- Strategies: Most of the existing strategies to address the problem of child marriage fall within one of these four categories: 1) empowering girls, 2) mobilizing families and communities, 3) providing services, and 4) establishing and implementing laws and policies. Since all of the strategies are interlinked and mutually reinforcing, it is necessary to combine the related actions in a context-specific way that takes into consideration the different drivers of child marriage in each region.
- Outcomes: The next level addresses the outcomes that are targeted by following these four strategies. Change is aimed to be reached with regard to the attitudes and conditions of 1) girls, 2) families and communities, 3) services, and 4) laws and policies.
- Girls: If girls are aware of their rights and enabled to develop necessary skills to support their own life and each other, that would constitute an important factor in increasing their ability to refuse marriages. However, this has to be accompanied by economic and social alternatives for unmarried girls as well as a shift in the perception of it by both girls and their families.
- Families and communities: A shift of social norms is essential to end child marriage. Among others, families and communities have to become more aware of the harm of child marriage, and alternatives to child marriage need to be accepted. Therefore the media plays an important role.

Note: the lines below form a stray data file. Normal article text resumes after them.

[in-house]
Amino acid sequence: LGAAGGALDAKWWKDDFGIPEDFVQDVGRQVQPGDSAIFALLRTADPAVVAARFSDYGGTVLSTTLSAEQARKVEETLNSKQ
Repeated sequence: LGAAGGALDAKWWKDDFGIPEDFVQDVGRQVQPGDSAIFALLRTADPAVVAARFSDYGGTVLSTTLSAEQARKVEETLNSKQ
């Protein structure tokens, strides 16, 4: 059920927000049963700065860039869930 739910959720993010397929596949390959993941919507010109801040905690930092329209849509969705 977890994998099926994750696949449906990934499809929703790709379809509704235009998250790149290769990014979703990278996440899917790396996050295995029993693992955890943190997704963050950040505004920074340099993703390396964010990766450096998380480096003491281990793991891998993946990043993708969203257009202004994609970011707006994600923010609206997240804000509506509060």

- Services: To prevent girls from being pushed into child marriage, structural barriers needs to be removed, for example, in the education sector. Likewise, married and unmarried girls must have access to safe and quality education. Conditions which stop families sending girls to school must be considered and removed.
- Laws and policies: Both laws and policies play an important role for the improvement of services, the changes of social norms as well as girls’ empowerment.
- Results: The results, on the other hand, “reflect the demonstrated changes in behavior on the part of individuals, families and communities, program implementers, and law enforcement officials as a consequence of surrounding changes in attitudes and conditions.” Depending on the given region and context, “different combinations of the results will be necessary to prevent child marriage and support married girls.”
- Impact: A lasting impact is achieved when girls are eventually in the position to choose when and whom to marry or even not to marry at all; it constitutes “a shift in decision-making power to girls and new social norms.”
- Vision: Girls not Brides does not only aim to end child marriages before the age of 18, but seeks to “ensure that [children] acquire the skills, connections and capacities that child marriage impedes, and have the opportunity and freedom to thrive.” And in order to achieve this, gender equality is essential.
Girls Not Brides underlines that the Theory of Change is not final but is continually evolving just as the field itself evolves.
More information about the Theory of Change on Child Marriage can be found here.